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For decades, governments have systematically undermined the value of a degree as education has been forced to operate under market conditions.
A selection of the best letters received from our readers this week. Email firstname.lastname@example.org to have your thoughts voiced in the New Statesman magazine.
The story is closer to science fiction than political journalism, but anything will do during the days of late August.
Sometimes it’s helpful to have a rabble-rousing journalist as prime minister.
Media coverage brushed aside the fact my suggestion of an “emergency cabinet” was in inverted commas, and never meant to be taken literally.
He saw people like the ones he knew – market traders, small-town people – on the stage, and said to himself, “I’m going to do that.”
A breathtakingly glib solution to a problem that really wasn’t that pressing in the first place.
The party’s urgent fight for its traditional heartlands in an era of evaporating loyalties.
Your weekly dose of gossip from around Westminster.
Can Matteo Salvini’s march to power be thwarted?
Eleven years on from the crisis of 2008, we are entering a co-ordinated global slowdow, and policymakers must not be complacent.
The self-mythologising special adviser is built on studied dishevelment, maverick energy and excoriating irreverence.
Never before has Britain had so many qualified graduates. And never before have their qualifications amounted to so little.
Our favourite game was a platform adventure called Croc: Legend of the Gobbos. Now that 20-odd years have passed and my friend has died, I dream about Croc.
Controversial abortion laws threaten to bring a woman’s right to choose back before America’s highest court.
The German people were seduced by Hitler’s message of glorious blood sacrifice – right up until it needed to be paid.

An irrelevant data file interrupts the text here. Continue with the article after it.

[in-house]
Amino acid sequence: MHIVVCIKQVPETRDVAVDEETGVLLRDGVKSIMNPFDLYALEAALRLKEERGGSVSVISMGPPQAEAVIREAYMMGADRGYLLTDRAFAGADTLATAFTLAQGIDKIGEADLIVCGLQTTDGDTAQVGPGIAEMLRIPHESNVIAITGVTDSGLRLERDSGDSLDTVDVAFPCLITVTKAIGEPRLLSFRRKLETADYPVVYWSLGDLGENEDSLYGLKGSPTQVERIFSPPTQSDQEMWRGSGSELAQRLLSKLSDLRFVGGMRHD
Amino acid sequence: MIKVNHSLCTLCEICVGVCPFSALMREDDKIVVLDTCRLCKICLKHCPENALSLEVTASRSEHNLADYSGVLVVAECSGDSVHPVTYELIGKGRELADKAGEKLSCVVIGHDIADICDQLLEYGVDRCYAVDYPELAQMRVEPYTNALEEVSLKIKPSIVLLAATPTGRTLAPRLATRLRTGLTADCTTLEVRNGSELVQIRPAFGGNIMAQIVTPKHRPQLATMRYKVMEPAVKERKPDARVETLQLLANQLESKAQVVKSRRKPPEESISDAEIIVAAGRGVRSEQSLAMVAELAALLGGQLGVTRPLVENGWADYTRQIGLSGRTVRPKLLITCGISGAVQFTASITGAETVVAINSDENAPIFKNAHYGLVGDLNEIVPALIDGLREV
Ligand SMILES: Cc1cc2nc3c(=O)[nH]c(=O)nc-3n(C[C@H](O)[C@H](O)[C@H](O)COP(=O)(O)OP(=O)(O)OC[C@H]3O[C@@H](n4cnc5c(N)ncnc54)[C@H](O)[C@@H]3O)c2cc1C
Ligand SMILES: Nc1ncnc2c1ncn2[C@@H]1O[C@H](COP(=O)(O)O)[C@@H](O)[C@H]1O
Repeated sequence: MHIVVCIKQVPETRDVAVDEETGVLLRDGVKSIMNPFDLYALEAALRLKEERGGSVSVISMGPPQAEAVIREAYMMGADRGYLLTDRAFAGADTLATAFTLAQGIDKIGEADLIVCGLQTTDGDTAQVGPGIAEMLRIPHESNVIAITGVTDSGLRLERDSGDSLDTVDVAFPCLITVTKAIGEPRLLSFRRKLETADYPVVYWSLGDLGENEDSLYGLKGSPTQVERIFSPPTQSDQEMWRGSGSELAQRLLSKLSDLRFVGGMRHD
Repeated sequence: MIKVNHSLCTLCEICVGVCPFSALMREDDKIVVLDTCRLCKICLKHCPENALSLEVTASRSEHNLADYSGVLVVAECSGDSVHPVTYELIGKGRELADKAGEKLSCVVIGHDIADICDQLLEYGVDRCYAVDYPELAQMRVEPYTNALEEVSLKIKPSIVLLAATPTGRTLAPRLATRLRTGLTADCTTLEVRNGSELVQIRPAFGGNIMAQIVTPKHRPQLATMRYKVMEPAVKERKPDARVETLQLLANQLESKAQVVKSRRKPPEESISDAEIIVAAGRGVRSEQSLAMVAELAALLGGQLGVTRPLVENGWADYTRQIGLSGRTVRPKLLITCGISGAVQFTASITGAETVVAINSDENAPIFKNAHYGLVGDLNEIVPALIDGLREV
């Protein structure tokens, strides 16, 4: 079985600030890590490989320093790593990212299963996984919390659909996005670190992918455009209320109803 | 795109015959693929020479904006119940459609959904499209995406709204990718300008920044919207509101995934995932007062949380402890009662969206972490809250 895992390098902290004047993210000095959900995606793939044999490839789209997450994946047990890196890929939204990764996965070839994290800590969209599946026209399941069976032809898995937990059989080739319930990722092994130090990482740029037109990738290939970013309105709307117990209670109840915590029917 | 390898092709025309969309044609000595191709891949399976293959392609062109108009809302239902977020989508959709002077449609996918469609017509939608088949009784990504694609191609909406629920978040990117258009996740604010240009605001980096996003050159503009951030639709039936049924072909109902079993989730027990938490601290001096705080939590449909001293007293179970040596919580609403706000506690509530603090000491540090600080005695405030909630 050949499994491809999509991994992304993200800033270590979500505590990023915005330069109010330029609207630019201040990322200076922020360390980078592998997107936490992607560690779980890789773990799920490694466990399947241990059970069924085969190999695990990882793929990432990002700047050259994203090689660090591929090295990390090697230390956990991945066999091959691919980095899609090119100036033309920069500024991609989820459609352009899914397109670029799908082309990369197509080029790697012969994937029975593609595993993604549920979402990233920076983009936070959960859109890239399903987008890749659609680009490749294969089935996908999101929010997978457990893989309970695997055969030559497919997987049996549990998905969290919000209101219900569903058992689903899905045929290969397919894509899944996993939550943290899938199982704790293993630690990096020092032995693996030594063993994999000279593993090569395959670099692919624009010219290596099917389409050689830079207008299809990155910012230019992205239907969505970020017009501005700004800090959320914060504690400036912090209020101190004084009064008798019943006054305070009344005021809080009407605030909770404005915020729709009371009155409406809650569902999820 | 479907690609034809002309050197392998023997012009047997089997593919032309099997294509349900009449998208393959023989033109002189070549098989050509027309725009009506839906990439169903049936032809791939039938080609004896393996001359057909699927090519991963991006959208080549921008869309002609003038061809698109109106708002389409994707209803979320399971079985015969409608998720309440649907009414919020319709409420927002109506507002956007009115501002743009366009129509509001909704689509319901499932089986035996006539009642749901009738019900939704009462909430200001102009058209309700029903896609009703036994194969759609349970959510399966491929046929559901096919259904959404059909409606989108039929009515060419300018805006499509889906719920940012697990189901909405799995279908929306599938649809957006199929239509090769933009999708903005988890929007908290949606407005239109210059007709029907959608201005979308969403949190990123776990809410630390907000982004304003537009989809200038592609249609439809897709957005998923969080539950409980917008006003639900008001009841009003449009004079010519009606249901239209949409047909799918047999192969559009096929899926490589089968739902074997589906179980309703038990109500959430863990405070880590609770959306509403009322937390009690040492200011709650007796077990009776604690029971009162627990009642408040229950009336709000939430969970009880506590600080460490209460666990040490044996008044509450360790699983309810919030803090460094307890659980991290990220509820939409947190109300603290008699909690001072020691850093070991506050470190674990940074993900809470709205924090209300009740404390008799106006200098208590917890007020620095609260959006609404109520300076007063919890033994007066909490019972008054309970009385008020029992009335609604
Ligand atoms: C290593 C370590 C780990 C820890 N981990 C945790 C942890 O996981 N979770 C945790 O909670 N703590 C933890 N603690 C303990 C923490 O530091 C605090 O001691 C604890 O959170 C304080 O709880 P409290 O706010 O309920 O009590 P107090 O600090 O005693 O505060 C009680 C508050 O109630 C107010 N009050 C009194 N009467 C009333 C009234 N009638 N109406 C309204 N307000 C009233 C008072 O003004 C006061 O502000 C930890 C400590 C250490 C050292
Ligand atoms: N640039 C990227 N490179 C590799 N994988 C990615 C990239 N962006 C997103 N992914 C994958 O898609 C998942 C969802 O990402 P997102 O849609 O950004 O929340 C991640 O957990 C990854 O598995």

This brave, terse, unsettling novel provides yet more evidence of Levy’s skill.
How information is weaponised in our divided age.
The former foreign secretary seeks to explain Iran’s deep suspicion of Britain.
Dyson writes with honesty and humour of his life in the law.
A new poem by Grey Gowrie.
These three distinct, urgent works act as a manifesto for art.
Written by Aisling Bea and starring her and Sharon Horgan as two sisters, This Way Up is quietly powerful.
The spirit of rave is back in music, film, art and even political protest. Could it be not just a re-enactment of the past, but a roadmap for the future?
Lead actor Antonio Banderas has a tentative charm – but he’s fighting a losing battle against the lugubriousness of the material.
Anna Fitch’s joyful film gets us closer to a highly intelligent animal that has three hearts and blue blood.
At its best, this is a podcast that sounds like it was mooted in a pub one night – and then someone turned up the following morning with a recording device before Plant could change his mind.
At sea, cooking requires creativity, foresight and inventive seasoning.
By some miracle I picked a pair that fit the window space neatly, and have spent weeks admiring the way they work so well. Look, they close! And look! They open! Hours can be spent doing this.
As I wave him off I am smiling and telling him I hope he has fun, while duplicitously screaming inside, I HOPE IT WILL SOON BE CANCELLED AND YOU COME HOME SAFELY.
The musician talks the Beatles, Halakhic Man by Rabbi Joseph Soloveitchik, and the urgency of climate change.
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